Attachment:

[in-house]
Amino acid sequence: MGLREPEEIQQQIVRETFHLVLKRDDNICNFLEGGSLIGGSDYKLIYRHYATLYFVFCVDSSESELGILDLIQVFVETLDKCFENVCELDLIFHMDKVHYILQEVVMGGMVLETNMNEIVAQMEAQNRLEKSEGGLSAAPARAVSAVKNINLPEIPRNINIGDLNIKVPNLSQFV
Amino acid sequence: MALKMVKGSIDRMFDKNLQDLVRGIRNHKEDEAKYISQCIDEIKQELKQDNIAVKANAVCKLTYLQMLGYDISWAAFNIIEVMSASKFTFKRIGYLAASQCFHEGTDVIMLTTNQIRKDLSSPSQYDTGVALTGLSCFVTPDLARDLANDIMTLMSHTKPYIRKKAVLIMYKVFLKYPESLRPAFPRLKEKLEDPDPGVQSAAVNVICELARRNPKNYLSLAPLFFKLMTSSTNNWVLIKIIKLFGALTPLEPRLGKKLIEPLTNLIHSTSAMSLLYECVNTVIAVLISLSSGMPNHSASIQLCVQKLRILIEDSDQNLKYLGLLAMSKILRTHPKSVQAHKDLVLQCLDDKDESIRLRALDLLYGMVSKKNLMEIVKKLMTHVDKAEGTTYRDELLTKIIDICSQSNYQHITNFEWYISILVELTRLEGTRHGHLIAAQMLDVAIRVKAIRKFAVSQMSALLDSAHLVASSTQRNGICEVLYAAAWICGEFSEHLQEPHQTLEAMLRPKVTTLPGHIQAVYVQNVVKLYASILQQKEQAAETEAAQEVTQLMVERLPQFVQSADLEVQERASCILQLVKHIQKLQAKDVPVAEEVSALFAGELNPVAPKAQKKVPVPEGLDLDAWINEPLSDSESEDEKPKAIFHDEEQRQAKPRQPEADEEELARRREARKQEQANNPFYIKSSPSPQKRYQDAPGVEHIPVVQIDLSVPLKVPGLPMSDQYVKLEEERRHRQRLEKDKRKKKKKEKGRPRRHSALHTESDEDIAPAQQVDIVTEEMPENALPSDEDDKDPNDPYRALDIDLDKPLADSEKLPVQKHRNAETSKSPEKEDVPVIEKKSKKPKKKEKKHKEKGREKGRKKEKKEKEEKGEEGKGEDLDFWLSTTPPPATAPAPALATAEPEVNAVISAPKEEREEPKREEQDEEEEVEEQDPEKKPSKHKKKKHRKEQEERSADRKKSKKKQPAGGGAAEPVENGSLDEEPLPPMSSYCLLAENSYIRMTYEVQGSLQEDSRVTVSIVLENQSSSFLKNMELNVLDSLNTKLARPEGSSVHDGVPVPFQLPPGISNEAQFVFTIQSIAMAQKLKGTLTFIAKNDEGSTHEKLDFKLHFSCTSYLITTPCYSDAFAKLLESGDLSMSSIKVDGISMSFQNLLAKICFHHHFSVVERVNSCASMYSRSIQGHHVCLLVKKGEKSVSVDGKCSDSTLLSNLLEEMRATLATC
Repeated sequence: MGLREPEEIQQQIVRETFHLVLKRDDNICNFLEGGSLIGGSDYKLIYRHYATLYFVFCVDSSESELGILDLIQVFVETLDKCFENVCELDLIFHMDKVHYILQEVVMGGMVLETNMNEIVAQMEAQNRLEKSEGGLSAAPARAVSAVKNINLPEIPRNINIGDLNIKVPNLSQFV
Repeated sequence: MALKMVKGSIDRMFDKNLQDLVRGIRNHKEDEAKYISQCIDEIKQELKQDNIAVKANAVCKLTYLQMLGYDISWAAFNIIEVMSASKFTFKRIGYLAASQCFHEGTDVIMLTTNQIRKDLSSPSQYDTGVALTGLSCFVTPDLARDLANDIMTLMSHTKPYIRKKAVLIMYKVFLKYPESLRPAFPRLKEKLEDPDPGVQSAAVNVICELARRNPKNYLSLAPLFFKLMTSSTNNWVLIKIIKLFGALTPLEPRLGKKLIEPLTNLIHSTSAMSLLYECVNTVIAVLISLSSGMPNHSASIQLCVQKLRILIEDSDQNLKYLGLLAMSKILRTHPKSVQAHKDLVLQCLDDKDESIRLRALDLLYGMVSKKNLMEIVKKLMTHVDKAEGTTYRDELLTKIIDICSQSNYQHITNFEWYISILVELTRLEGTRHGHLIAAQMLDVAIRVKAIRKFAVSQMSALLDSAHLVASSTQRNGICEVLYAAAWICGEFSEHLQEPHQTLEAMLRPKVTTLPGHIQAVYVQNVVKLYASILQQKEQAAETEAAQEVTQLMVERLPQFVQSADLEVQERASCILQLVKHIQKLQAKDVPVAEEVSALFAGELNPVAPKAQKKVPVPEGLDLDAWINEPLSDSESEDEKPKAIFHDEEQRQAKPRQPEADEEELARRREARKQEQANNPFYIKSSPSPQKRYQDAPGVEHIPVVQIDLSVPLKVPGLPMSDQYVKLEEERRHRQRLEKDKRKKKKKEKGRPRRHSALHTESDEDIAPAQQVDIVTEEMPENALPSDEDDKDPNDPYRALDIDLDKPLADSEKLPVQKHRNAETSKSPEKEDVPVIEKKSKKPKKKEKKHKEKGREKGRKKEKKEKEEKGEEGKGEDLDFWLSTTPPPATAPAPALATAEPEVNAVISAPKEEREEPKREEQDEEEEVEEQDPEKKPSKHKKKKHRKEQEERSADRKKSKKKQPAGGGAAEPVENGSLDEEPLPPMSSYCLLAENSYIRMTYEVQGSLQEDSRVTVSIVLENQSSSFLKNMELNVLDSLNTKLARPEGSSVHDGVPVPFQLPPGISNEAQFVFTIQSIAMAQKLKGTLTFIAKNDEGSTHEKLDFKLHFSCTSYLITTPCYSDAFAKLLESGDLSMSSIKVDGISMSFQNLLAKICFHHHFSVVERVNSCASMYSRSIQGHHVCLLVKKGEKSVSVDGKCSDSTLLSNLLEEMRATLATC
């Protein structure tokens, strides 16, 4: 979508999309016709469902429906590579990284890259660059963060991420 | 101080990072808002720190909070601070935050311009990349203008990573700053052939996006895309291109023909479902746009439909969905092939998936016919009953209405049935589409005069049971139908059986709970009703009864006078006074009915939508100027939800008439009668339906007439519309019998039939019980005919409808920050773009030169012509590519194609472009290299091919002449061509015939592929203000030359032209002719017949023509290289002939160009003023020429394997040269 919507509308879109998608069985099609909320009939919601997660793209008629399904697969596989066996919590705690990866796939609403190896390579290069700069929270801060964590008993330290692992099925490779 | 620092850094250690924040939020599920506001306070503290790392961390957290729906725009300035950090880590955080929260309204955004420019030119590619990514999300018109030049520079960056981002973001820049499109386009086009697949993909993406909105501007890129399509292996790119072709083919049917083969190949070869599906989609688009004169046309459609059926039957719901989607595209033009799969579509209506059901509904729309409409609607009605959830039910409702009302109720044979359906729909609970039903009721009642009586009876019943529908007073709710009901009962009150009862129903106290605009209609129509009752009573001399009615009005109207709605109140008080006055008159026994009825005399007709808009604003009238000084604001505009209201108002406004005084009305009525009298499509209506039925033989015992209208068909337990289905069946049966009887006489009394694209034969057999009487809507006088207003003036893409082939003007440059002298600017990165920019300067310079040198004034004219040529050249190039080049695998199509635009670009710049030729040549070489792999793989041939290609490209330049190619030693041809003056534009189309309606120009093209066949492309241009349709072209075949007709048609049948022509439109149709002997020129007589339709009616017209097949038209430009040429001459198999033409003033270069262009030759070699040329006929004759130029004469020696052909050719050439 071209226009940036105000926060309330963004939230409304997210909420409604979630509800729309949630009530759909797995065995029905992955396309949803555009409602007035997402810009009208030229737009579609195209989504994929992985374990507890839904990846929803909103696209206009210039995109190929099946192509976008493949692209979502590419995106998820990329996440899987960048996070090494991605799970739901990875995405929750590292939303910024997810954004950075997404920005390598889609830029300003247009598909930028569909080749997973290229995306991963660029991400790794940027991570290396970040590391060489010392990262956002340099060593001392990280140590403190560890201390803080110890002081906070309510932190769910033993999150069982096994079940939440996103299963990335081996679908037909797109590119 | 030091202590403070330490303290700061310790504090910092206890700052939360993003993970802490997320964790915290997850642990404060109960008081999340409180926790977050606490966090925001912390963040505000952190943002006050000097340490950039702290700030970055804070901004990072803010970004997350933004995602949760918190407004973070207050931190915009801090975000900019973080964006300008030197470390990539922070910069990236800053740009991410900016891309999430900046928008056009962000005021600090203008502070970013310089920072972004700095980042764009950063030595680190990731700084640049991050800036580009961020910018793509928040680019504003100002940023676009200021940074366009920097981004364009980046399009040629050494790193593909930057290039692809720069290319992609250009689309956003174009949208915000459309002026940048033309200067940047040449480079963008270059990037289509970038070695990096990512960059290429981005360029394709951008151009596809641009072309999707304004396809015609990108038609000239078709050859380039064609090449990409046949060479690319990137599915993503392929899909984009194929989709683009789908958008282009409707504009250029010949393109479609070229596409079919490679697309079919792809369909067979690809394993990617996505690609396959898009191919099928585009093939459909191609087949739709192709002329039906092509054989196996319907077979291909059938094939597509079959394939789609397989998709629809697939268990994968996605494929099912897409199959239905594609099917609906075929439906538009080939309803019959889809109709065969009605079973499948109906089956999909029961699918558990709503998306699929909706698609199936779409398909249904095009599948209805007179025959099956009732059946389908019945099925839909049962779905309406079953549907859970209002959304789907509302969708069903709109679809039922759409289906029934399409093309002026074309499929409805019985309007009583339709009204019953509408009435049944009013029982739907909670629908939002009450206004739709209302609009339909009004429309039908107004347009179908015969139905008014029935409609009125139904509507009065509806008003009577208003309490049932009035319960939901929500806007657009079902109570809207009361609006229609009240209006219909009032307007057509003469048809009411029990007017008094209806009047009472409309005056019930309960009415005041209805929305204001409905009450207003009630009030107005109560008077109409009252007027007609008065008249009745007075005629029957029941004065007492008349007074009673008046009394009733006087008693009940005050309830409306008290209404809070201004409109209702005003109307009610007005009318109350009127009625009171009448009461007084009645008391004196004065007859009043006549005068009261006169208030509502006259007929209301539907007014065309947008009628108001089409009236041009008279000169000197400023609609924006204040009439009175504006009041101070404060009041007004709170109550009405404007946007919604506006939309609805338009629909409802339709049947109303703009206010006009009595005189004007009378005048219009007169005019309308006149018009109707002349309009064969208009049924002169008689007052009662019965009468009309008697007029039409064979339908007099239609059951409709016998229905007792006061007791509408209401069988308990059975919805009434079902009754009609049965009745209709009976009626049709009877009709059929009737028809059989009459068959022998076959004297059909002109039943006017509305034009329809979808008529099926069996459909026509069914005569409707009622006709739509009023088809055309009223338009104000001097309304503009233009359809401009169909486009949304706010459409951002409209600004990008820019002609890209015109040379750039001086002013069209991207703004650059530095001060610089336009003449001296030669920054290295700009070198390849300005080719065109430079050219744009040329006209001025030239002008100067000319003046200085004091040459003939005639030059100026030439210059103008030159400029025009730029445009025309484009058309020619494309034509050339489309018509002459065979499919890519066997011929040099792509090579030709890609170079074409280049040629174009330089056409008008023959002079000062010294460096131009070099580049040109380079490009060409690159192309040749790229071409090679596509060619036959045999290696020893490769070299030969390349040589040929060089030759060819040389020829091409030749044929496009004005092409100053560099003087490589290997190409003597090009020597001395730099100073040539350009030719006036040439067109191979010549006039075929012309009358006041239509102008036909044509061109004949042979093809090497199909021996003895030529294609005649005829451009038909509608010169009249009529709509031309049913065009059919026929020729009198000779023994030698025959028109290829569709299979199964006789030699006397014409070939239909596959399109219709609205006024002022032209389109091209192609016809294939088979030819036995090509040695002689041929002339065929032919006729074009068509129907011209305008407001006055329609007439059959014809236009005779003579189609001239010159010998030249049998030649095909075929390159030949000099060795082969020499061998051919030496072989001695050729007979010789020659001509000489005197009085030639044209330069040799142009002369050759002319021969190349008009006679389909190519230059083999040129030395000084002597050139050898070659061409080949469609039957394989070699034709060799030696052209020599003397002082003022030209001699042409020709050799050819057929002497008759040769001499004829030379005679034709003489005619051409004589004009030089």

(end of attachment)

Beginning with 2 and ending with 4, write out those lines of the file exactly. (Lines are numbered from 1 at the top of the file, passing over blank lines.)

Amino acid sequence: MGLREPEEIQQQIVRETFHLVLKRDDNICNFLEGGSLIGGSDYKLIYRHYATLYFVFCVDSSESELGILDLIQVFVETLDKCFENVCELDLIFHMDKVHYILQEVVMGGMVLETNMNEIVAQMEAQNRLEKSEGGLSAAPARAVSAVKNINLPEIPRNINIGDLNIKVPNLSQFV
Amino acid sequence: MALKMVKGSIDRMFDKNLQDLVRGIRNHKEDEAKYISQCIDEIKQELKQDNIAVKANAVCKLTYLQMLGYDISWAAFNIIEVMSASKFTFKRIGYLAASQCFHEGTDVIMLTTNQIRKDLSSPSQYDTGVALTGLSCFVTPDLARDLANDIMTLMSHTKPYIRKKAVLIMYKVFLKYPESLRPAFPRLKEKLEDPDPGVQSAAVNVICELARRNPKNYLSLAPLFFKLMTSSTNNWVLIKIIKLFGALTPLEPRLGKKLIEPLTNLIHSTSAMSLLYECVNTVIAVLISLSSGMPNHSASIQLCVQKLRILIEDSDQNLKYLGLLAMSKILRTHPKSVQAHKDLVLQCLDDKDESIRLRALDLLYGMVSKKNLMEIVKKLMTHVDKAEGTTYRDELLTKIIDICSQSNYQHITNFEWYISILVELTRLEGTRHGHLIAAQMLDVAIRVKAIRKFAVSQMSALLDSAHLVASSTQRNGICEVLYAAAWICGEFSEHLQEPHQTLEAMLRPKVTTLPGHIQAVYVQNVVKLYASILQQKEQAAETEAAQEVTQLMVERLPQFVQSADLEVQERASCILQLVKHIQKLQAKDVPVAEEVSALFAGELNPVAPKAQKKVPVPEGLDLDAWINEPLSDSESEDEKPKAIFHDEEQRQAKPRQPEADEEELARRREARKQEQANNPFYIKSSPSPQKRYQDAPGVEHIPVVQIDLSVPLKVPGLPMSDQYVKLEEERRHRQRLEKDKRKKKKKEKGRPRRHSALHTESDEDIAPAQQVDIVTEEMPENALPSDEDDKDPNDPYRALDIDLDKPLADSEKLPVQKHRNAETSKSPEKEDVPVIEKKSKKPKKKEKKHKEKGREKGRKKEKKEKEEKGEEGKGEDLDFWLSTTPPPATAPAPALATAEPEVNAVISAPKEEREEPKREEQDEEEEVEEQDPEKKPSKHKKKKHRKEQEERSADRKKSKKKQPAGGGAAEPVENGSLDEEPLPPMSSYCLLAENSYIRMTYEVQGSLQEDSRVTVSIVLENQSSSFLKNMELNVLDSLNTKLARPEGSSVHDGVPVPFQLPPGISNEAQFVFTIQSIAMAQKLKGTLTFIAKNDEGSTHEKLDFKLHFSCTSYLITTPCYSDAFAKLLESGDLSMSSIKVDGISMSFQNLLAKICFHHHFSVVERVNSCASMYSRSIQGHHVCLLVKKGEKSVSVDGKCSDSTLLSNLLEEMRATLATC
Repeated sequence: MGLREPEEIQQQIVRETFHLVLKRDDNICNFLEGGSLIGGSDYKLIYRHYATLYFVFCVDSSESELGILDLIQVFVETLDKCFENVCELDLIFHMDKVHYILQEVVMGGMVLETNMNEIVAQMEAQNRLEKSEGGLSAAPARAVSAVKNINLPEIPRNINIGDLNIKVPNLSQFV